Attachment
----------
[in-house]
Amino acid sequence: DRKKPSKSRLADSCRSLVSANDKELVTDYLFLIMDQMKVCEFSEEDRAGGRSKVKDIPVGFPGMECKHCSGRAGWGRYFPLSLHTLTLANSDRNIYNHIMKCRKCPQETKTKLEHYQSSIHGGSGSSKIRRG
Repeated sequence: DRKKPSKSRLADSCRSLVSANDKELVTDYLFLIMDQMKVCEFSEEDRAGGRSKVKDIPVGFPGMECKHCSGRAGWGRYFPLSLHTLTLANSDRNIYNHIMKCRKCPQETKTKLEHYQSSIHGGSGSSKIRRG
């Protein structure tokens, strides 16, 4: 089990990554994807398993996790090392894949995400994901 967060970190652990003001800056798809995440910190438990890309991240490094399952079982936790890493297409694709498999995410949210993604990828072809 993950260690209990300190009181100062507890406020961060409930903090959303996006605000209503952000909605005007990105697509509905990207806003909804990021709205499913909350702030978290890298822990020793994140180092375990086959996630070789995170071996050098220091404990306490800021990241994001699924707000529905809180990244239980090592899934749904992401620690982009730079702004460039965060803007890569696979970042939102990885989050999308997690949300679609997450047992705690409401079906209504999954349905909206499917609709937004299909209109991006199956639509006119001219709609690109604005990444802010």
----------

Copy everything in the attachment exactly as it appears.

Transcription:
[in-house]
Amino acid sequence: DRKKPSKSRLADSCRSLVSANDKELVTDYLFLIMDQMKVCEFSEEDRAGGRSKVKDIPVGFPGMECKHCSGRAGWGRYFPLSLHTLTLANSDRNIYNHIMKCRKCPQETKTKLEHYQSSIHGGSGSSKIRRG
Repeated sequence: DRKKPSKSRLADSCRSLVSANDKELVTDYLFLIMDQMKVCEFSEEDRAGGRSKVKDIPVGFPGMECKHCSGRAGWGRYFPLSLHTLTLANSDRNIYNHIMKCRKCPQETKTKLEHYQSSIHGGSGSSKIRRG
């Protein structure tokens, strides 16, 4: 089990990554994807398993996790090392894949995400994901 967060970190652990003001800056798809995440910190438990890309991240490094399952079982936790890493297409694709498999995410949210993604990828072809 993950260690209990300190009181100062507890406020961060409930903090959303996006605000209503952000909605005007990105697509509905990207806003909804990021709205499913909350702030978290890298822990020793994140180092375990086959996630070789995170071996050098220091404990306490800021990241994001699924707000529905809180990244239980090592899934749904992401620690982009730079702004460039965060803007890569696979970042939102990885989050999308997690949300679609997450047992705690409401079906209504999954349905909206499917609709937004299909209109991006199956639509006119001219709609690109604005990444802010």